Adding a camera support allows photographers to shoot with a slower shutter speed. You can also use longer lenses, and work without the neck and back strain. But that’s where the similarities in the monopod vs tripod debate end.
Both monopods and tripods offer more support than shooting handheld alone. But the two accessory types have some major differences.
One is more stable, one is more mobile. A tripod or a monopod may be better suited to your photography work than another. In some cases, you may want to use both.
Here’s what you need to know when comparing the monopod vs tripod.
What Is a Tripod? What Is a Monopod?
Both a tripod and monopod are accessories designed to support a camera — where the two differ are the legs. A tripod has three legs (that’s the “tri”). A monopod is a camera support that has one leg (that’s the “mono”).
Much of the rest of the design is similar across both accessories. Both are height adjustable, for example. And both often use quick release plates for easily adding and removing the camera.
Construction is often similar and many brands that make tripods also make monopods.
But, the number of legs creates some major differences between tripods and monopods. Those differences determine what’s the best tool for the photography job and whether you need one or both in your gear kit.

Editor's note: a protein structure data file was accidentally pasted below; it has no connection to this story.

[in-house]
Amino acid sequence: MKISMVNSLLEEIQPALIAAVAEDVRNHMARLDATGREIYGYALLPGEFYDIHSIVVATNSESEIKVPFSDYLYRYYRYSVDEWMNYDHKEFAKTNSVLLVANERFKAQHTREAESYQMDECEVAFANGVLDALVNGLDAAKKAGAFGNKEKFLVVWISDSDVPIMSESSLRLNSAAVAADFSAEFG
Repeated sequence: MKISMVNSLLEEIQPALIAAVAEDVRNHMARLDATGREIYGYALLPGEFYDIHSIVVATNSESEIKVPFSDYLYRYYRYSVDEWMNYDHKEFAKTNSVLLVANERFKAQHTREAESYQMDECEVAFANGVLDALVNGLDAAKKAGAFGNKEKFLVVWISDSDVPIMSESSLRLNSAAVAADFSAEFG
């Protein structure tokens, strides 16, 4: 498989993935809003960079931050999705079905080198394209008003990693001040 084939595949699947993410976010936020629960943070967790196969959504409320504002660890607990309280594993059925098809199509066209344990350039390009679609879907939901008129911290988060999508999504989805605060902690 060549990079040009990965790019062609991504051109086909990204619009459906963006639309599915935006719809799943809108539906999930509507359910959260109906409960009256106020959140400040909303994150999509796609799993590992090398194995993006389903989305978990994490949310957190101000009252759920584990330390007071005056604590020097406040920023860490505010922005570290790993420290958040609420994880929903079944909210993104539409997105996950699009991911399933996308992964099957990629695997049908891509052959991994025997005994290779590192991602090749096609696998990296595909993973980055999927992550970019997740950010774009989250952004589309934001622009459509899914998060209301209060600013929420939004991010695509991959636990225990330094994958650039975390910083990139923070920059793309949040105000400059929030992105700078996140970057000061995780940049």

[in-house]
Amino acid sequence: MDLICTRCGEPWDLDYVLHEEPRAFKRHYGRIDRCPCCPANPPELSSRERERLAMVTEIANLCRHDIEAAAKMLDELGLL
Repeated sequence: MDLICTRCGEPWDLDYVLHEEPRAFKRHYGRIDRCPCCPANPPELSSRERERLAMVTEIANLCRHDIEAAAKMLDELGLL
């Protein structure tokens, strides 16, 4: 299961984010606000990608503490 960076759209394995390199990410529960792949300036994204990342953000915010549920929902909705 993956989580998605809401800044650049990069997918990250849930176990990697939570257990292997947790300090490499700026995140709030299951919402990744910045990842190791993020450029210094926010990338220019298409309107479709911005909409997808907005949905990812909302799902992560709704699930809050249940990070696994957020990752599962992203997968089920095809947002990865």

Tripods — the Perks of Three Legs
With three legs, tripods are the most stable. Using a tripod, you can shoot longer exposures than you could with a monopod.
A monopod will reduce some camera shake. But tripods are best for taking seconds or even minutes-long exposures. Wind or even poor build quality can create shake even with a tripod. But tripods are still among the most stable camera supports.
A tripod’s design means you can leave the camera on the top and walk away. Do this with a monopod and your camera will literally eat the dust.
Tripods will also keep the camera fixed in one location, where a monopod isn’t quite as precise. That exact placement can be helpful when shooting macro photos. It’s also great for shots that mean stitching the images together such as in HDR photography and panoramas.
Tripods tend to be the more popular option — which means there are plenty of models on the market to choose from. While there’s no shortage of monopods, there are often more choices in the tripod category.
Why Shoot With a Monopod?
So why would photographers want to use a monopod, if a tripod offers the best stabilization?
The advantages of working with a monopod largely stem from the smaller size of the single-legged camera support.
First, tripods take a bit of floor space to spread out those three legs. Monopods, in comparison, take up a tiny dot of floor space. If you’re shooting in a crowded venue, a tripod may be a trip hazard. Some locations even ban tripod use for that reason.
The smaller profile also makes monopods more mobile. Imagine you are shooting a football game and need to continuously adjust your position at the side of the field to keep up with the action.